By David Gordon Duke
VANCOUVER — New-music initiatives have been big at the Vancouver Symphony Orchestra, in part because of the sympathetic interest of music director Bramwell Tovey. Himself a composer of note, Tovey has made sure that a good part of his legacy with the orchestra includes a solid commitment to new works. Exemplary of his zeal was a New Music Festival that ran for four evenings in January. Tovey also has created a series of three new-music concerts in the Orpheum Annex, a small space next to the VSO’s main hall, the Orpheum Theatre.
The Annex series opened Feb. 22 with a concert entitled “Displaced Emotion,” an intense and occasionally disturbing program anchored by This Will Not Be Televised, written in 2007 by Nicole Lizée. I had previously heard Lizée’s Sculptress in January in a program of small ensemble works by Vancouver’s Standing Wave new-music group, as part of the Vancouver Symphony’s New Music Festival, and I had found it underwhelming, her willingness to explore pop-culture links to be merely a slangy attempt at topicality.
In This Will Not Be Televised, however, Lizée has created a more compelling work that includes a virtuoso part for DJ (admirably filled by Paolo Kapunan, also known as P-Love, who busily manipulated three turntables) that intersects and kibitzes with a largish chamber group. If the piece is a bit loquacious, it is also fresh and intriguing. Lizée’s textures are often complex, sometimes slapdash, but her work’s overall trajectory made for engaging listening.
The best music on tap came from Zosha Di Castri and Poul Ruders. Di Castri’s Cortège won Canada’s Jules Léger Prize for Chamber Music in 2012, and it’s easy to see why. Currently studying at Columbia University, she has a way with sonorities, and her sophisticated use of timbre and hints of neo-expressionism resulted in an often unsettling but surefooted piece.
Ruders’ Nightshade (1987) is a dark, tough, and bass-heavy work. Big, roughly hewn blocks of sonority characterize the work; there is little gratuitous flash and no pandering. Yet Ruders’ intensity and honesty end up being entirely convincing, proving that quality music, however “difficult,” can be effective, as long as it is delivered with genuine commitment, as Nightshade was by Tovey and his impressive instrumentalists.
The trifle Homonymy, by Ontario composer John Oswald, suggests ambiguity. Its sole purpose seems to be to advertise the composer’s success in high school French class. Vancouver composer Jacqueline Leggatt’s Variations on Exact Tensions is a pretty thing, perhaps not quite strong enough for the export market, but purposefully conceived, with measures of moody colors contrasted with faster scherzando elements.
An incongruous but not unwelcome substitution on the program was André Previn’s Four Songs (1994) to texts by Toni Morrison. Soprano Monica Huisman, in town to sing in Mendelssohn’s Second Symphony, received top-quality collaboration from pianist Linda Lee Thomas and VSO principal cellist Ariel Barnes. Previn’s style, just slightly more adventurous than, say, Samuel Barber, in this context sounded positively archaic. But this is a fine work, beautifully crafted. It was delivered with warmth and charm.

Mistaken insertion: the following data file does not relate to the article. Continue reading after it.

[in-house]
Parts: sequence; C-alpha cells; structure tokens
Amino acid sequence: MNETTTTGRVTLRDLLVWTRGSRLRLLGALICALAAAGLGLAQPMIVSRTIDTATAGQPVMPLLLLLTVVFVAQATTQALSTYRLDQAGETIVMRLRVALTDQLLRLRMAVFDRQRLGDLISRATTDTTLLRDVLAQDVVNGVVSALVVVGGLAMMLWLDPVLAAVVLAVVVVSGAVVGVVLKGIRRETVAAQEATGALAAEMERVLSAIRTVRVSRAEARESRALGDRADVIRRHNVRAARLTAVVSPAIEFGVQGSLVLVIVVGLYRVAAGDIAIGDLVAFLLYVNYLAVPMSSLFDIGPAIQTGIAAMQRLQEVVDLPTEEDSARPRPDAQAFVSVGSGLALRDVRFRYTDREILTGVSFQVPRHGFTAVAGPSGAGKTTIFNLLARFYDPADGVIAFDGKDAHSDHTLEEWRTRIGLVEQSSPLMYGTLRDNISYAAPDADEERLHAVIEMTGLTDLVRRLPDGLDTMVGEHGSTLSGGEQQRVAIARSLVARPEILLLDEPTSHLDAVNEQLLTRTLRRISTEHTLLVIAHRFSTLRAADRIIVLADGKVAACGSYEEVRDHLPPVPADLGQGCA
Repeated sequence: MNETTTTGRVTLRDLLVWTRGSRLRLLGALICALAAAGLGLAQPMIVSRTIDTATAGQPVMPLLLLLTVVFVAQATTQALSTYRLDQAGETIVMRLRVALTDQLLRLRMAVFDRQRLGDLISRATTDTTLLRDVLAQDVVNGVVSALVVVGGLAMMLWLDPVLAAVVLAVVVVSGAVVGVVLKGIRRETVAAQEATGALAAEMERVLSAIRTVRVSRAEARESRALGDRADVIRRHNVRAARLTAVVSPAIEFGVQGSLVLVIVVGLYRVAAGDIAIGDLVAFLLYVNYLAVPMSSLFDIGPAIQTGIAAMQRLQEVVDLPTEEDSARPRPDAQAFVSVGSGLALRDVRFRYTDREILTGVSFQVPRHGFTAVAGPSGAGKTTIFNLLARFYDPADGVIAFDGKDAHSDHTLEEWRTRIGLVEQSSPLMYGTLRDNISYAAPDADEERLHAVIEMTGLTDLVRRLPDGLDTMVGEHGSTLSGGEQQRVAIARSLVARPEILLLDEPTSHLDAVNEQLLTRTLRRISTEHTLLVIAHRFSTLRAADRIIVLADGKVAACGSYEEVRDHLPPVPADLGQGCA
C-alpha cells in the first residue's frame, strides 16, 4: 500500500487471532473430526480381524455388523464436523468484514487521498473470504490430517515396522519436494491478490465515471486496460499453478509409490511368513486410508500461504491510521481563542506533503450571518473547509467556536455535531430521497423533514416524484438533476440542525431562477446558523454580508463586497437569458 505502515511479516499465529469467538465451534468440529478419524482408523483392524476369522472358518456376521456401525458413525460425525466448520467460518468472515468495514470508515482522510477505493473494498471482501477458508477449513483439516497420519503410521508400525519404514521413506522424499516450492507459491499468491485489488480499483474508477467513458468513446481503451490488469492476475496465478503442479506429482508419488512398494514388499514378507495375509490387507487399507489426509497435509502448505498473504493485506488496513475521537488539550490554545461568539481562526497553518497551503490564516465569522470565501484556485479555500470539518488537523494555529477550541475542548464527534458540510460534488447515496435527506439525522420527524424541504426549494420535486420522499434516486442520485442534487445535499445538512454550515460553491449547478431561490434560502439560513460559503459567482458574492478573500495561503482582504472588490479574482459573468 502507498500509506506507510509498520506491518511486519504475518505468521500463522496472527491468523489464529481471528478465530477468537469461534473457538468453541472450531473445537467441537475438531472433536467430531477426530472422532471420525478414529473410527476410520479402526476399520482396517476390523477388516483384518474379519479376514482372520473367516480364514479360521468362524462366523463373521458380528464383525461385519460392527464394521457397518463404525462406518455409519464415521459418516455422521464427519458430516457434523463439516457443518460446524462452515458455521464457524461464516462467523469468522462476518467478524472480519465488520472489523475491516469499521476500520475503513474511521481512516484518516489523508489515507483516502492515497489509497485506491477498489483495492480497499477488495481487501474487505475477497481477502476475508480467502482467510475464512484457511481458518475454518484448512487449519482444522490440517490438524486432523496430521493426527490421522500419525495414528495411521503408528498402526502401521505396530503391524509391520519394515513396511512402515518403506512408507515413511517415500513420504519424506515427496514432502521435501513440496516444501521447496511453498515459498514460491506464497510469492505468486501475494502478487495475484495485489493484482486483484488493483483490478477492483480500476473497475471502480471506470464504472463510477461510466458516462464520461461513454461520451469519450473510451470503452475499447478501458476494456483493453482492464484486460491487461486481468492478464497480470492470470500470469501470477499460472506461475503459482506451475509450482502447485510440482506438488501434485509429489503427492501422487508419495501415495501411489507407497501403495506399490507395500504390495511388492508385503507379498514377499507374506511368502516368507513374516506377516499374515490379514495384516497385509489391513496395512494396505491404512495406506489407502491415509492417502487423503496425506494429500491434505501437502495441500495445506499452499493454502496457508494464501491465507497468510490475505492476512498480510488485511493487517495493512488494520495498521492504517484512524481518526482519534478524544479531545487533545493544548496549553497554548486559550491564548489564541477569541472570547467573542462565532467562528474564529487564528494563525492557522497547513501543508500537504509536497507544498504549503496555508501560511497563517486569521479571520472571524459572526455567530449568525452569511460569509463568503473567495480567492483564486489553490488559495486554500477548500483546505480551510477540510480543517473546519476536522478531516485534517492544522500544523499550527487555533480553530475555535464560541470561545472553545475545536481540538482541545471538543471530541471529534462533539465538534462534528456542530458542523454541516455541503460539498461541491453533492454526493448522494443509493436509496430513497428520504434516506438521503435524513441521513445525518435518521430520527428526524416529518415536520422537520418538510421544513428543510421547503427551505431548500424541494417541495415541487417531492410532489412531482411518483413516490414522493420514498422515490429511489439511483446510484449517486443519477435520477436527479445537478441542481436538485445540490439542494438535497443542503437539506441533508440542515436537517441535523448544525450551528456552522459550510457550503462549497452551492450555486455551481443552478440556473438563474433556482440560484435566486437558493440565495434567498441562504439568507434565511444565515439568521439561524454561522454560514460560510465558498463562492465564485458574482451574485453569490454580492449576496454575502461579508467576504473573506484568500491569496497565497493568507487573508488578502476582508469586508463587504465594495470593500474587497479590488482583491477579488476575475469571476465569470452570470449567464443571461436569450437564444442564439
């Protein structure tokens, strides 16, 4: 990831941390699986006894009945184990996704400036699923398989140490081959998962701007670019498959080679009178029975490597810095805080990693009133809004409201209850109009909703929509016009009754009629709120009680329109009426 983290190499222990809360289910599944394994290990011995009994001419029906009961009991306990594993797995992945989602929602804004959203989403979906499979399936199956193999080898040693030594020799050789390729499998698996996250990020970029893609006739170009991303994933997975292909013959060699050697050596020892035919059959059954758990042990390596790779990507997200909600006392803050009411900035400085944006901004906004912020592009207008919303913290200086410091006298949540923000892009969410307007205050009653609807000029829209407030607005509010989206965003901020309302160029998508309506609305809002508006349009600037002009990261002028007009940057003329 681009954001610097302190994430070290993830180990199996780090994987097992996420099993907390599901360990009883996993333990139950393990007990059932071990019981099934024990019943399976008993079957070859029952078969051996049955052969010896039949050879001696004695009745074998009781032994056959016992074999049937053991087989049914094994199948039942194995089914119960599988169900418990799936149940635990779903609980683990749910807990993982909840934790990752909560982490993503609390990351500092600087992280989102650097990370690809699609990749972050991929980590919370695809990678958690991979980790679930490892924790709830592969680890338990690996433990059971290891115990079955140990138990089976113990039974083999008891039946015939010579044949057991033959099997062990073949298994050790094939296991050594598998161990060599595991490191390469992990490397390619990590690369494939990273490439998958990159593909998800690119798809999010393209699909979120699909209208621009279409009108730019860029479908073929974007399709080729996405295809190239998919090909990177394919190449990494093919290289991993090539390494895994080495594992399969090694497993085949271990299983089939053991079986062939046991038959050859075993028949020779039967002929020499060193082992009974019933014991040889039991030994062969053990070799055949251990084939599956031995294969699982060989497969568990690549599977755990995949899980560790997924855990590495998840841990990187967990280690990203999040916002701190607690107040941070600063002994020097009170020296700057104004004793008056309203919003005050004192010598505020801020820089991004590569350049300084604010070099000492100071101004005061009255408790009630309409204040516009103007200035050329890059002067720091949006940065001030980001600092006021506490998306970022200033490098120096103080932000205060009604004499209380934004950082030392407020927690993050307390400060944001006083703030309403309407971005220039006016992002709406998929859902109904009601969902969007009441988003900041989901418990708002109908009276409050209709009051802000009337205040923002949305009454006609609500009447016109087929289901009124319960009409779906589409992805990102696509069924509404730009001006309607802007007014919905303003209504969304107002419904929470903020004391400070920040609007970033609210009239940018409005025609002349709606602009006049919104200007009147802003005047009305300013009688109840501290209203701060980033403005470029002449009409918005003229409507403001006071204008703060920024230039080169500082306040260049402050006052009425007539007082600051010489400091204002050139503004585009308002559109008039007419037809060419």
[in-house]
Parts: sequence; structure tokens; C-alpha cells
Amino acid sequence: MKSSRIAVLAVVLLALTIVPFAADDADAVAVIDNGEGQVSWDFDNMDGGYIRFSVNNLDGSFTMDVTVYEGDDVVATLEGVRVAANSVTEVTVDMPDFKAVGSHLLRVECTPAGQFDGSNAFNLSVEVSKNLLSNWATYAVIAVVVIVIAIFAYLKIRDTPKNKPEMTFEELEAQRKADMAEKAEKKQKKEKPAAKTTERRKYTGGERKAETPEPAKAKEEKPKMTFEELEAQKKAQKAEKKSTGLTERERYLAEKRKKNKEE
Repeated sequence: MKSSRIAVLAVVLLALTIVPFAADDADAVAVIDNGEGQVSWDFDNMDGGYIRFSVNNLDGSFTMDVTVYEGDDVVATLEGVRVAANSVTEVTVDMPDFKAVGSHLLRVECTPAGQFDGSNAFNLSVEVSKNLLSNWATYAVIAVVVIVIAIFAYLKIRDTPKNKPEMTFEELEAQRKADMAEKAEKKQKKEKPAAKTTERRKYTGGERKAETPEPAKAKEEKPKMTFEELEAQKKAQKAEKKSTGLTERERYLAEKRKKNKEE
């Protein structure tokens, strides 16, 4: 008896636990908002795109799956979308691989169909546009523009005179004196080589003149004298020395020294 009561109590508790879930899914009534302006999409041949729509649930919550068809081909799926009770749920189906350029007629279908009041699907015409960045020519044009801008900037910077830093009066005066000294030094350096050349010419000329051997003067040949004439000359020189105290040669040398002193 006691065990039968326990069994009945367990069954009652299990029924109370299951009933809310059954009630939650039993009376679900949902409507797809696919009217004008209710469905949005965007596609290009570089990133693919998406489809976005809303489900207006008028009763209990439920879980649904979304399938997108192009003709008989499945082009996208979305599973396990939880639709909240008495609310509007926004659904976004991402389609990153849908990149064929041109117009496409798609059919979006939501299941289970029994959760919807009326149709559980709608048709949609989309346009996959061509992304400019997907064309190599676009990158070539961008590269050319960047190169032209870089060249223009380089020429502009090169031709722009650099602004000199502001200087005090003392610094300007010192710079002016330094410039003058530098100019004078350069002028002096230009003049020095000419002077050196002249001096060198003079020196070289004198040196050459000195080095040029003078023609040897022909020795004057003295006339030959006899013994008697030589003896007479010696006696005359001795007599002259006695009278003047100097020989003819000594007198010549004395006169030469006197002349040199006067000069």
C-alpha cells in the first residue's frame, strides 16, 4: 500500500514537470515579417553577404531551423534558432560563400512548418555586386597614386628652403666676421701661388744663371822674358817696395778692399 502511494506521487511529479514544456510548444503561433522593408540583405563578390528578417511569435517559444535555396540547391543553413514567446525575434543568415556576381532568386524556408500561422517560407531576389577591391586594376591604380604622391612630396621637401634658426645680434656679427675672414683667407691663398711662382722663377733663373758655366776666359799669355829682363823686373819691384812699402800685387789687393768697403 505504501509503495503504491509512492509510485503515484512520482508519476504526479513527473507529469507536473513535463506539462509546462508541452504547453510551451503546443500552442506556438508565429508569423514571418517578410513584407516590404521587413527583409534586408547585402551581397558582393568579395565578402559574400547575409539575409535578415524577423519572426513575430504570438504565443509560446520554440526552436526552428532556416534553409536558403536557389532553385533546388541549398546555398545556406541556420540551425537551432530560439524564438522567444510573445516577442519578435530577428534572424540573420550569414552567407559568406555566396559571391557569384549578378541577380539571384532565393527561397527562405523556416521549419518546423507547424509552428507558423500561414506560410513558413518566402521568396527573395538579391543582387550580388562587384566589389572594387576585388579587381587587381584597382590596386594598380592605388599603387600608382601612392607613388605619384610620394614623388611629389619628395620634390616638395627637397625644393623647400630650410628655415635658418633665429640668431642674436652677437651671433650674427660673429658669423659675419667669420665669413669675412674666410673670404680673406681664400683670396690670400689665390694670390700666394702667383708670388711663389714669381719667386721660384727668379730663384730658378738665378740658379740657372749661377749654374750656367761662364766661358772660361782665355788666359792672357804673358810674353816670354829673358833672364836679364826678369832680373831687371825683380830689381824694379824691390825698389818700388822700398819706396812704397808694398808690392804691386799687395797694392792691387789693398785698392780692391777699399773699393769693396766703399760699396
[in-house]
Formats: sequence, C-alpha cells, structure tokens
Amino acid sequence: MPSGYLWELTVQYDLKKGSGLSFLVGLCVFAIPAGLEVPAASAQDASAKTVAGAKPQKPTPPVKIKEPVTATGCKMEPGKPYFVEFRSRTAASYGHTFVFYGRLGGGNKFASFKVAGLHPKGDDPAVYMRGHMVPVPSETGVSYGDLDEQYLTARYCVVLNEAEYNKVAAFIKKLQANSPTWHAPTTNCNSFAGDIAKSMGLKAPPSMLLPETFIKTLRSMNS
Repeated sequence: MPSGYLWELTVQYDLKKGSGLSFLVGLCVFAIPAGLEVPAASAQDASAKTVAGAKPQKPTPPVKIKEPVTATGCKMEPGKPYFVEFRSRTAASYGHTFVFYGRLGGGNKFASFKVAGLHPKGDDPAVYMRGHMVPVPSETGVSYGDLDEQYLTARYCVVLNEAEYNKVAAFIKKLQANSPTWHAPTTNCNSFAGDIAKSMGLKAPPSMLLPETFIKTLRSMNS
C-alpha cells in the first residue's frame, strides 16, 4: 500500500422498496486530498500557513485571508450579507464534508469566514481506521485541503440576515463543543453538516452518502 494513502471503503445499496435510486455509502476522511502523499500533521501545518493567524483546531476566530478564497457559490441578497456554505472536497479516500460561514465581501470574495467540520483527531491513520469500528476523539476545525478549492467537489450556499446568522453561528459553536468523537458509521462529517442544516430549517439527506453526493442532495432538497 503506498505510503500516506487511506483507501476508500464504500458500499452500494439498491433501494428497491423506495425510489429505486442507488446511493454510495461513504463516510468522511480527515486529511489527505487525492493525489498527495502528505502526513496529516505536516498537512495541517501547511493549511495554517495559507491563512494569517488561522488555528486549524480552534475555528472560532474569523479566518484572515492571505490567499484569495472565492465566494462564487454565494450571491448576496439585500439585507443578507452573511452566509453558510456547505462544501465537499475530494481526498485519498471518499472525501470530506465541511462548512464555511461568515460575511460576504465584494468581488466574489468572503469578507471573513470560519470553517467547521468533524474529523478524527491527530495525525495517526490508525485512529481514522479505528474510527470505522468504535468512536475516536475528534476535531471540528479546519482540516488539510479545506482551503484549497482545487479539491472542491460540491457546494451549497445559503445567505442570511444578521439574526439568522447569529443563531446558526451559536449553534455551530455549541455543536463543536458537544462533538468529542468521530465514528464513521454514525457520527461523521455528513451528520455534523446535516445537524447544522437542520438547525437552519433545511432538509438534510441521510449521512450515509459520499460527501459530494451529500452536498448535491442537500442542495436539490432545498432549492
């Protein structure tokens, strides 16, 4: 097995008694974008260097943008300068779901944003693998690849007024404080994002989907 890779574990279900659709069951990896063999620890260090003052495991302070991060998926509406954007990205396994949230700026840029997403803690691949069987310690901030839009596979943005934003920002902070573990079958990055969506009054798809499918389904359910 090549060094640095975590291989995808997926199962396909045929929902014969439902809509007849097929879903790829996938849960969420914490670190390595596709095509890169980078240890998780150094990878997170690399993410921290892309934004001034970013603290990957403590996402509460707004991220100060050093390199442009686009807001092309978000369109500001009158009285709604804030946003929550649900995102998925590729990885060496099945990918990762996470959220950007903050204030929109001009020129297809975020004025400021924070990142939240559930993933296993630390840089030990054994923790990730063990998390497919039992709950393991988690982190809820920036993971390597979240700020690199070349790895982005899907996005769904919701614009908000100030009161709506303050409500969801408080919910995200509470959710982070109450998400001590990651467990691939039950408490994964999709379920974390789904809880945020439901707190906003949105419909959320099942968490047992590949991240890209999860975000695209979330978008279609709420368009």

The Annex concerts are by no means the end of the VSO’s nods to the new. The orchestra’s composer-in-residence program has gone from strength to strength in recent years, with the tenures of composers Edward Top (who advised on this year’s Annex programming) and now Jocelyn Morlock, who led the concert’s introductory Q&A.
The Morlock-Tovey collaboration is especially fortunate: She works outside the academic tradition and writes in an idiom that, while unabashedly contemporary, actually takes audiences into account. During the January festival, her platform chats with Tovey abounded with genuine enthusiasm, and the two have developed an ironic rapport that totally undercuts the sober (read: dull) solemnity that so often blights new-music events.
Given Tovey’s dual careers as conductor and composer, it’s hard not to look for connections between his various new-music choices and his own tastes. If reluctant to program his own work, he’s shown an unusually broad and eclectic range of interests — everything from Bernstein to Birtwistle and beyond. “Tovey’s” spotlighting of Canadian composers stems from a genuine engagement rather than strategies to please granting agencies. Perhaps because of his considerable success with lighter fare in his appearances with the New York and Los Angeles Philharmonics, his hometown audience gets to see his dark side with more regularity.
David Gordon Duke contributes reviews and essays to The Vancouver Sun and American Record Guide. He is academic coordinator at the School of Music, Vancouver Community College, and also teaches at the University of British Columbia.